Recently, a large body of soldiers have been enlisted in the United States Army, and collected in military camps in the central portion of Kentucky. This movement was preceded by the active organization of companies, regiments, etc., consisting of men sworn into the United States service, under officers holding commissions from yourself. Ordnance, arms, munitions, and supplies of war, are being transported into the State, and placed in large quantities in these camps. In a word, an army is now being organized and quartered within the State, supplied with all the appliances of war, without the consent or advice of the authorities of the State, and without consultation with those most prominently known and recognized as loyal citizens. This movement now imperils that peace and tranquillity which, from the beginning of our present difficulties, have been the paramount desire of this people, and which, up to this time, they have secured to the State.

Within Kentucky, there has been, and is likely to be, no occasion for the presence of military force. The people are quiet and tranquil, feeling no apprehension of any occasion arising to invoke protection from the Federal arm. They have asked that their territory be left free from military occupation, and the present tranquillity of their communications left uninvaded by soldiers. They do not desire that Kentucky shall be required to supply the battle-field for the contending armies, or become the theater of the war.

Now, therefore, as Governor of the State of Kentucky, and in the name of the people I have the honor to represent, and with the single and earnest desire to avert from their peaceful homes the horrors of war, I urge the removal from the limits of Kentucky of the military force now organized and in camp within the State. If such action as is hereby urged be promptly taken, I firmly believe the peace of the people of Kentucky will be preserved, and the horrors of a bloody war will be averted from a people now peaceful and tranquil.


The President, declining to receive Magoffin's Commissioners otherwise than as private citizens, returned this terse and pungent reply to their master's request: [611]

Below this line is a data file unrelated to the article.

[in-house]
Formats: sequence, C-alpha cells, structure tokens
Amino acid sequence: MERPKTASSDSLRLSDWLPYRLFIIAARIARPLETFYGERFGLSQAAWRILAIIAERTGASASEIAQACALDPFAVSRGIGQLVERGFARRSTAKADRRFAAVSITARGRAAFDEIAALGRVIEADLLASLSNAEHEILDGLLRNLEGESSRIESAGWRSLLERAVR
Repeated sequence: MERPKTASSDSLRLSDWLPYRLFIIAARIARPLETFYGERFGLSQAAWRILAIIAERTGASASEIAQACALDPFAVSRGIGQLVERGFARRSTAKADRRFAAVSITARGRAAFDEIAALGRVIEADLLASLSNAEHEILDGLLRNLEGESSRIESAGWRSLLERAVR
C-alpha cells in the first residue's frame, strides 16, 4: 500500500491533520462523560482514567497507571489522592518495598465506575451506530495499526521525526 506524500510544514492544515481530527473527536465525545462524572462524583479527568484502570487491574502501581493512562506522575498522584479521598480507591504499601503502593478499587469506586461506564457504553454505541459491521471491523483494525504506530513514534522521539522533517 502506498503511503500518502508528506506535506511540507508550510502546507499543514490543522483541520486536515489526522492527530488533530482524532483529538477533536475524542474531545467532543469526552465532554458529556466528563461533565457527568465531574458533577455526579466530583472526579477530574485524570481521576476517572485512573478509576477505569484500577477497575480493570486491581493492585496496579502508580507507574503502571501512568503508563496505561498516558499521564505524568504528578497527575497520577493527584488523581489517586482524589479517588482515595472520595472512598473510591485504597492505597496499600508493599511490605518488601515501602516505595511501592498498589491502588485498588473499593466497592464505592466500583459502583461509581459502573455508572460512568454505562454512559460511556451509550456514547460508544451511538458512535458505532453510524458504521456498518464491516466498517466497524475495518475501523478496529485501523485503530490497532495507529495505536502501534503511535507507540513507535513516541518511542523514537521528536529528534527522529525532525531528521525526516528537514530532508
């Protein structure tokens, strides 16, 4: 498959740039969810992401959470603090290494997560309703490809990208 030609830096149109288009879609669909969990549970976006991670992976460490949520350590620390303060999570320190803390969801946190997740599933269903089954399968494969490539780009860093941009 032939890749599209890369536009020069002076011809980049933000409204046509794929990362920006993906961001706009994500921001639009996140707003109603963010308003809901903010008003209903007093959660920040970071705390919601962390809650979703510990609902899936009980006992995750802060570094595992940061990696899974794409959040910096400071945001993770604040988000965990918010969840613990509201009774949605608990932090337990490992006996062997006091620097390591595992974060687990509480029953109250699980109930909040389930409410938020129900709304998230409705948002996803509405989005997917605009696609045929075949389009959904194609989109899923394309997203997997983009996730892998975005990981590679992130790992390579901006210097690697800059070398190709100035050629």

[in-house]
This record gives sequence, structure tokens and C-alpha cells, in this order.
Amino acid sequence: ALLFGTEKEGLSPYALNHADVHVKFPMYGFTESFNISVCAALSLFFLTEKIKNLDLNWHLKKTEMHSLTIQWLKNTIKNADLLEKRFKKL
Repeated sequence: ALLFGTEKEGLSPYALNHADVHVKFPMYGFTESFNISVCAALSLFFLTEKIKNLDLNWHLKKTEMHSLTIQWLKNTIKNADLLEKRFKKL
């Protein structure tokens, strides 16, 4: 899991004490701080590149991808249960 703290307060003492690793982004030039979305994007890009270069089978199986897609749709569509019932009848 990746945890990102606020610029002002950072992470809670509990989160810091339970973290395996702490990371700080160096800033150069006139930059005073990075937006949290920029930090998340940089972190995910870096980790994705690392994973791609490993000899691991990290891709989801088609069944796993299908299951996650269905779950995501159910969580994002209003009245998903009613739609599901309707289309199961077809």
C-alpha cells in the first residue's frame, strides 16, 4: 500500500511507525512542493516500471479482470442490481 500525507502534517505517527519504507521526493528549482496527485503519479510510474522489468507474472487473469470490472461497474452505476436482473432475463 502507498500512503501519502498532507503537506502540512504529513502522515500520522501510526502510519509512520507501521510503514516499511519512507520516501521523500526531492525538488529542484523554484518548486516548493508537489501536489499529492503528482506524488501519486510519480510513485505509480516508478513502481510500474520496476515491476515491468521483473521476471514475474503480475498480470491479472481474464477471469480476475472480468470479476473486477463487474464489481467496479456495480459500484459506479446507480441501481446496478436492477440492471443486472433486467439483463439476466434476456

Washington, D. C., Aug. 24, 1861.
To his Excellency, B. Magoffin, Governor of the State of Kentucky:
Sir: Your letter of the 19th inst., in which you “urge the removal from the limits of Kentucky of the military force now organized and in camp within that State,” is received.

I may not possess full and precisely accurate knowledge upon this subject; but I believe it is true that there is a military force in camp within Kentucky, acting by authority of the United States; which force is not very large, and is not now being augmented.

I also believe that some arms have been furnished to this force by the United States.

I also believe that this force consists exclusively of Kentuckians, having their camp in the immediate vicinity of their own homes, and not assailing or menacing any of the good people of Kentucky.

In all I have done in the premises, I have acted upon the urgent solicitation of many Kentuckians, and in accordance with what I believed, and still believe, to be the wish of a majority of all the Union-loving people of Kentucky.

While I have conversed on the subject with many eminent men of Kentucky, including a large majority of her members of Congress, I do not remember that any one of them, or any other person, except your Excellency and the bearers of your Excellency's letter, has urged me to remove the military force from Kentucky or to disband it. One other very worthy citizen of Kentucky did solicit me to have the augmenting of the force suspended for a time.

Taking all the means within my reach to form a judgment, I do not believe it is the popular wish of Kentucky that the force shall be removed beyond her limits; and, with this impression, I must respectfully decline to remove it.

I most cordially sympathize with your Excellency in the wish to preserve the peace of my own native State, Kentucky; but it is with regret I search for and cannot find, in your not very short letter, any declaration or intimation that you entertain any desire for the preservation of the Federal Union.


The Legislature convened September 3d, but was not fully organized till the 5th, when Magoffin submitted a Message based on the assumption of Kentucky's proper and perfect neutrality between the belligerents North and South of her; complaining that she had suffered in her commerce and property from the acts of either; but more especially that a Federal force had recently been organized and encamped in the heart of that State without the permission of her lawful authorities--(Beriah Magoffin, to wit ;) whereupon he proposed to so amend an act of the late Legislature as to enable the Military Board to borrow money for the purchase of arms and munitions for the defense of the State, etc., etc. lie desired the Legislature authoritatively to request all Military organizations within the State, not under her authority, to be disbanded forthwith; and complained of the introduction of arms by the Federal Government and their distribution among private citizens, which — considering that the incipient Rebels obtained a large proportion thereof, and in due time carried them off to the camps of the Secession forces — was unreasonable. On the main question at issue, he said: